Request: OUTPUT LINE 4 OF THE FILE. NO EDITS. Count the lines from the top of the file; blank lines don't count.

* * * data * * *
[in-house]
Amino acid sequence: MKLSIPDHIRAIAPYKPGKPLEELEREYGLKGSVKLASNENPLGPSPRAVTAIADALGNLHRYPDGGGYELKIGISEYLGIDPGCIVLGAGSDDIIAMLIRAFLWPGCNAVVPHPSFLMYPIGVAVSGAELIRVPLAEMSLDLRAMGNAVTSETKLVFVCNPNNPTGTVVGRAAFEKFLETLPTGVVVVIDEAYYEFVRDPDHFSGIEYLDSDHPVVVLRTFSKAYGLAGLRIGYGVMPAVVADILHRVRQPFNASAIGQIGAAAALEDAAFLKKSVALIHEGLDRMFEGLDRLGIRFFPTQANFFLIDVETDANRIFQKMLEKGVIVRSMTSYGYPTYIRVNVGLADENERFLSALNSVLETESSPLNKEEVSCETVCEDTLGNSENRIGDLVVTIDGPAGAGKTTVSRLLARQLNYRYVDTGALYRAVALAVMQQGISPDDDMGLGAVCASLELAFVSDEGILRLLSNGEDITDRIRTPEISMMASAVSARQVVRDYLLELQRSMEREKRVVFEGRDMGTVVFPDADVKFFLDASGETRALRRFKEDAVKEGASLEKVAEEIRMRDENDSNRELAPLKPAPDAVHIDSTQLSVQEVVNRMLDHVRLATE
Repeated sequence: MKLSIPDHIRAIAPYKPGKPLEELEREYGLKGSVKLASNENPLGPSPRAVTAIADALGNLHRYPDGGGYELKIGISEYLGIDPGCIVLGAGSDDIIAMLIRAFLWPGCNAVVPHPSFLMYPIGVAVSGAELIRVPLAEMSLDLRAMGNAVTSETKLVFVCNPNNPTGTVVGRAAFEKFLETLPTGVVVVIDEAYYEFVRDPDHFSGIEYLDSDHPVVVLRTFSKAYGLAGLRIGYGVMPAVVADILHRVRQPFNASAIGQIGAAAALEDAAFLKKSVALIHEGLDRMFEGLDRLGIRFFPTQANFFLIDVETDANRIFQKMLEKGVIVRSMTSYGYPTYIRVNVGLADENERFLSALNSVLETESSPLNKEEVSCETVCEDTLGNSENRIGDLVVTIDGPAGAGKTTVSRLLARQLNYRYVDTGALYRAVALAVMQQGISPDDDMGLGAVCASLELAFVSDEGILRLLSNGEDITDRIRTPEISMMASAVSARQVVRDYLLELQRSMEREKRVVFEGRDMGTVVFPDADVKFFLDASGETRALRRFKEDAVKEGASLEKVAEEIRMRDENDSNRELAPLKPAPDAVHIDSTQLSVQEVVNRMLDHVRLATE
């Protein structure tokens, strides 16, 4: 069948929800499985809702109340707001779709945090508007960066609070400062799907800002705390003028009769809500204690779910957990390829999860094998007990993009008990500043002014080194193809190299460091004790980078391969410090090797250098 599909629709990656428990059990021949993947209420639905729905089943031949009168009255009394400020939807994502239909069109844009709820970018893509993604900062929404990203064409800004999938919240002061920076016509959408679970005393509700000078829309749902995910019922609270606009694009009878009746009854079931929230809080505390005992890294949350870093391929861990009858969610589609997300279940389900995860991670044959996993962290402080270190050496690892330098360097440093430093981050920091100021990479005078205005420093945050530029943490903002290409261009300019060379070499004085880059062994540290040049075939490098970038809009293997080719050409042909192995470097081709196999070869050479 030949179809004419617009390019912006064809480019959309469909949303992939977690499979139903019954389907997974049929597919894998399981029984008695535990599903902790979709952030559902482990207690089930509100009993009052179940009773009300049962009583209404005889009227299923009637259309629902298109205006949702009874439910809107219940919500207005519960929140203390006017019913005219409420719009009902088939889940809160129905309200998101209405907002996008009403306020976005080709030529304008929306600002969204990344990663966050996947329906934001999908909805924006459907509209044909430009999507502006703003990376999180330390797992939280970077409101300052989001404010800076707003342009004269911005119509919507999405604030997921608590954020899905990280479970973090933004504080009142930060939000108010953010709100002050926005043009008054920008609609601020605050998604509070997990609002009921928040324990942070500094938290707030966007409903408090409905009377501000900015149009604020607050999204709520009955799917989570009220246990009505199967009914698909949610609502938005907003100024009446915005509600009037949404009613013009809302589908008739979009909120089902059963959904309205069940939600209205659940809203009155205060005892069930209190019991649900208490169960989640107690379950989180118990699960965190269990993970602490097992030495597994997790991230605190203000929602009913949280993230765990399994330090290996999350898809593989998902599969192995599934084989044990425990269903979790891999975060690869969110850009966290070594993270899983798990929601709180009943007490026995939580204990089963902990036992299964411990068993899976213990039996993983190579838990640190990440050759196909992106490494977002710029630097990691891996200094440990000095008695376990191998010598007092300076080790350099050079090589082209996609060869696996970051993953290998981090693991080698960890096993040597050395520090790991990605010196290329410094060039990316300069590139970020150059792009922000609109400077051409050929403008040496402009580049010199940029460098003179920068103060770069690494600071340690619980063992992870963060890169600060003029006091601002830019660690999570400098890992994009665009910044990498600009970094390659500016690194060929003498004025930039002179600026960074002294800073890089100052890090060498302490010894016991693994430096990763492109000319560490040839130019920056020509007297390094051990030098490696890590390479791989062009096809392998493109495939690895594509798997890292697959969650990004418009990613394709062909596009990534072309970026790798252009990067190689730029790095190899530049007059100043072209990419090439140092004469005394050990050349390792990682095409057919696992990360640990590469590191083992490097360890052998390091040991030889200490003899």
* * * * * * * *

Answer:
């Protein structure tokens, strides 16, 4: 069948929800499985809702109340707001779709945090508007960066609070400062799907800002705390003028009769809500204690779910957990390829999860094998007990993009008990500043002014080194193809190299460091004790980078391969410090090797250098 599909629709990656428990059990021949993947209420639905729905089943031949009168009255009394400020939807994502239909069109844009709820970018893509993604900062929404990203064409800004999938919240002061920076016509959408679970005393509700000078829309749902995910019922609270606009694009009878009746009854079931929230809080505390005992890294949350870093391929861990009858969610589609997300279940389900995860991670044959996993962290402080270190050496690892330098360097440093430093981050920091100021990479005078205005420093945050530029943490903002290409261009300019060379070499004085880059062994540290040049075939490098970038809009293997080719050409042909192995470097081709196999070869050479 030949179809004419617009390019912006064809480019959309469909949303992939977690499979139903019954389907997974049929597919894998399981029984008695535990599903902790979709952030559902482990207690089930509100009993009052179940009773009300049962009583209404005889009227299923009637259309629902298109205006949702009874439910809107219940919500207005519960929140203390006017019913005219409420719009009902088939889940809160129905309200998101209405907002996008009403306020976005080709030529304008929306600002969204990344990663966050996947329906934001999908909805924006459907509209044909430009999507502006703003990376999180330390797992939280970077409101300052989001404010800076707003342009004269911005119509919507999405604030997921608590954020899905990280479970973090933004504080009142930060939000108010953010709100002050926005043009008054920008609609601020605050998604509070997990609002009921928040324990942070500094938290707030966007409903408090409905009377501000900015149009604020607050999204709520009955799917989570009220246990009505199967009914698909949610609502938005907003100024009446915005509600009037949404009613013009809302589908008739979009909120089902059963959904309205069940939600209205659940809203009155205060005892069930209190019991649900208490169960989640107690379950989180118990699960965190269990993970602490097992030495597994997790991230605190203000929602009913949280993230765990399994330090290996999350898809593989998902599969192995599934084989044990425990269903979790891999975060690869969110850009966290070594993270899983798990929601709180009943007490026995939580204990089963902990036992299964411990068993899976213990039996993983190579838990640190990440050759196909992106490494977002710029630097990691891996200094440990000095008695376990191998010598007092300076080790350099050079090589082209996609060869696996970051993953290998981090693991080698960890096993040597050395520090790991990605010196290329410094060039990316300069590139970020150059792009922000609109400077051409050929403008040496402009580049010199940029460098003179920068103060770069690494600071340690619980063992992870963060890169600060003029006091601002830019660690999570400098890992994009665009910044990498600009970094390659500016690194060929003498004025930039002179600026960074002294800073890089100052890090060498302490010894016991693994430096990763492109000319560490040839130019920056020509007297390094051990030098490696890590390479791989062009096809392998493109495939690895594509798997890292697959969650990004418009990613394709062909596009990534072309970026790798252009990067190689730029790095190899530049007059100043072209990419090439140092004469005394050990050349390792990682095409057919696992990360640990590469590191083992490097360890052998390091040991030889200490003899």